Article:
The Transitional Justice Commission is considering donating statues of Chiang Kai-shek (蔣介石) to willing communities, repurposing them as art or replacing them with statues of locally born people, commission Acting Chairwoman Yang Tsui (楊翠) said on Wednesday.
There is more than one way to deal with authoritarian symbols such as statues of Chiang Kai-shek and former president Chiang Ching-kuo (蔣經國), she said.
That could mean removing them, replacing them with statues of local historical or literary figures, converting them into installation art or giving them to former military dependents’ villages that might be interested in “adopting” them, she said.
Photo: Chen Yu-fu, Taipei Times
While removing the statues would be an option, it would not be the only one, she said.
The commission would consult experts and other government agencies before deciding what to do with the statues, she added.
While speaking to reporters in Taipei, Yang also called for more social dialogue on the issue.
The commission is planning to host a series of forums nationwide after the Nov. 24 nine-in-one elections, she said.
It would invite local residents to discuss the relationship between authoritarian symbols, the private sphere and everyday life, and ask local historians to explore the relationship between authoritarian symbols and historical memory, she said.
Through these discussions, the commission would gather ideas for dealing with the authoritarian symbols, she added.
There are more than 1,000 statues of Chiang Kai-shek in Taiwan, the commission said in its latest update.
However, this is not a final number, as the Hualien County Government and the Keelung City Government have yet to report the number of Chiang Kai-shek statues in their jurisdictions, Yang said, adding that they are expected to do so after the elections.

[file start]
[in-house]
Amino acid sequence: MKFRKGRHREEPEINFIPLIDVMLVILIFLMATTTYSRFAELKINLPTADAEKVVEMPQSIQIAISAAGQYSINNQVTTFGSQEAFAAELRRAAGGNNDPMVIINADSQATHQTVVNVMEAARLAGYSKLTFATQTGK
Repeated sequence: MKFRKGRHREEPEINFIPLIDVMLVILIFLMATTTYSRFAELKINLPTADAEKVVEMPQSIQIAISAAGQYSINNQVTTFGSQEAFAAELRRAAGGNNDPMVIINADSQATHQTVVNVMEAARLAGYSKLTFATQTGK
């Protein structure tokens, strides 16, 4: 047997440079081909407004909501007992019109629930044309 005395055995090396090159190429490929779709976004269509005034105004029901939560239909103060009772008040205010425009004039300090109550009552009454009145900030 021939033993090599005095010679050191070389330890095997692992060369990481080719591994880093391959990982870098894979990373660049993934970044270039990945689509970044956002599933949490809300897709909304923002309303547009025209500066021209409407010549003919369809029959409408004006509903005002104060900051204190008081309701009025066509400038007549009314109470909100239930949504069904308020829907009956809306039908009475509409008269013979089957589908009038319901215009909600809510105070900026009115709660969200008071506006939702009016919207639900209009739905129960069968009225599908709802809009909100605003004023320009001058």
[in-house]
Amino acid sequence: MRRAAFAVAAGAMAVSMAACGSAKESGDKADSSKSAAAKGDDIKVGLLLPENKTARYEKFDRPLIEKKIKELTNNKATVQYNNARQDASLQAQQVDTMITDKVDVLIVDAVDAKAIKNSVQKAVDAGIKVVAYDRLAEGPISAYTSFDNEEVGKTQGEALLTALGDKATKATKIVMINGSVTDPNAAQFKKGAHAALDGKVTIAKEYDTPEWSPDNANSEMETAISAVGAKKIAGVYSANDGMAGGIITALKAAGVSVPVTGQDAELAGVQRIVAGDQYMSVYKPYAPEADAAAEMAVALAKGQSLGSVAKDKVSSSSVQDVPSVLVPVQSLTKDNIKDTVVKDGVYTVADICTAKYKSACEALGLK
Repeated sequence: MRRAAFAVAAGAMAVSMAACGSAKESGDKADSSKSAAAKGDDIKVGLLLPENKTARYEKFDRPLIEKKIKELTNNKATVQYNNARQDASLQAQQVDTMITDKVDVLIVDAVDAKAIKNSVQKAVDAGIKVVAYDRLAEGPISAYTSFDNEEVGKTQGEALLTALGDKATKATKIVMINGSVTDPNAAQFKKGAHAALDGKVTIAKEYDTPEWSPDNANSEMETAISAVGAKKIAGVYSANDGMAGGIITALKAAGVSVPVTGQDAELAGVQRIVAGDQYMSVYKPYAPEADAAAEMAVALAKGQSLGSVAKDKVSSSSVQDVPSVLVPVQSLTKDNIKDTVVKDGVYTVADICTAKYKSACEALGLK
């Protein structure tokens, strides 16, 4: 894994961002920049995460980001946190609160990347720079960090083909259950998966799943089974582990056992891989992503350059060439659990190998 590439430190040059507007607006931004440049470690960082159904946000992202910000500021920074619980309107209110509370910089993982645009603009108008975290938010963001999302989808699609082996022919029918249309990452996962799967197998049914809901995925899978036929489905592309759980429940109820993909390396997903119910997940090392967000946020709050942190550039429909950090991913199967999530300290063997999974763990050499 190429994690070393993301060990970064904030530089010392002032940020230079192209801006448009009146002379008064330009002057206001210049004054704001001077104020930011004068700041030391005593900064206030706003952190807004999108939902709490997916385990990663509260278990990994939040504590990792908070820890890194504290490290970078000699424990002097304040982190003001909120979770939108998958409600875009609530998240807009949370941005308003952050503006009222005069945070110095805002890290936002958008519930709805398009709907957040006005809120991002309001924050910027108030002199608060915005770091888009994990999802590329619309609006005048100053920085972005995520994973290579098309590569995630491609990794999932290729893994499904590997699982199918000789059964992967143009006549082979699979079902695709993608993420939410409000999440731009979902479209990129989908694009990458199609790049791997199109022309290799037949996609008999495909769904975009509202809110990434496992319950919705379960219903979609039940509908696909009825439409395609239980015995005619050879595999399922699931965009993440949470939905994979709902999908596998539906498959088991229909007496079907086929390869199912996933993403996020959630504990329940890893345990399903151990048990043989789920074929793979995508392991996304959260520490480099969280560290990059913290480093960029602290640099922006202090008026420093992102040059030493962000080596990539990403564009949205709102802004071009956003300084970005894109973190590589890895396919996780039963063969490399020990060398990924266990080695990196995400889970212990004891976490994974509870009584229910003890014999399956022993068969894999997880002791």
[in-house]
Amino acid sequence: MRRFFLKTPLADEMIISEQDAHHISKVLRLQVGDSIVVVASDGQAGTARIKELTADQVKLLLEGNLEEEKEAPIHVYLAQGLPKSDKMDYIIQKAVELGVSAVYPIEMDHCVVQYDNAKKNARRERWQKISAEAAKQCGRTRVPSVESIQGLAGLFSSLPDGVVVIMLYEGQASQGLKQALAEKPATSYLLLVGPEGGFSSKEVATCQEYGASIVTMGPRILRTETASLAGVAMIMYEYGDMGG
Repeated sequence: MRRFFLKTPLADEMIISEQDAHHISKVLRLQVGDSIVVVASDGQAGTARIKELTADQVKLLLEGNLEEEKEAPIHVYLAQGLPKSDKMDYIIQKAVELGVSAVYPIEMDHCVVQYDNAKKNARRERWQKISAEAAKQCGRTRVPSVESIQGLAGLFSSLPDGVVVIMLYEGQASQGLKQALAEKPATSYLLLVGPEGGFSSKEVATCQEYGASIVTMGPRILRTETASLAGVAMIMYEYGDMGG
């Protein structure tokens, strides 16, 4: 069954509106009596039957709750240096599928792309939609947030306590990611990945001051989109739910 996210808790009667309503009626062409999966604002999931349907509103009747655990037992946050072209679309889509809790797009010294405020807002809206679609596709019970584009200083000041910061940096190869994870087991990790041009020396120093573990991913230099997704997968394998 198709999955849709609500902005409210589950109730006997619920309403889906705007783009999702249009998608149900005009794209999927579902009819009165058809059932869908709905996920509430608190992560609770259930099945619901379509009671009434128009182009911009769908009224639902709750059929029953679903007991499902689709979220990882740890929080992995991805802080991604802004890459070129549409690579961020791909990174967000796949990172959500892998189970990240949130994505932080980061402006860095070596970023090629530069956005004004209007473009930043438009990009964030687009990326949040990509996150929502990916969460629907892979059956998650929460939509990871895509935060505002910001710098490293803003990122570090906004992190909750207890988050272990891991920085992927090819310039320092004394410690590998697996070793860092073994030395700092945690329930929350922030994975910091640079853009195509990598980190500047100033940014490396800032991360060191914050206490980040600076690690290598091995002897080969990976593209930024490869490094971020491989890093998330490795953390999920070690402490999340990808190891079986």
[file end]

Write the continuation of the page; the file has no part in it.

In related news, a representative from the Executive Yuan appeared in court on Wednesday after the Chinese Nationalist Party (KMT) caucus applied for a provisional injunction to terminate the appointment of Yang as acting commission chair due to concerns over the legality of the move.
The KMT caucus said the regulations on the formation of the commission do not specify how an acting chairperson or deputy chairperson should be appointed.
The representative said Yang’s appointment by Premier William Lai (賴清德) last month was an internal personnel matter that the judiciary should not interfere with.
If the commission had no acting chairperson, it would be unable to carry on its daily activities, they said.
The presiding judge asked the representative which law requires a chairperson to be present when the commission meets, asking: “Is there no one else who can chair the meeting apart from the commission chairperson?”
As the representative did not give an answer, the court asked for a response within three days.
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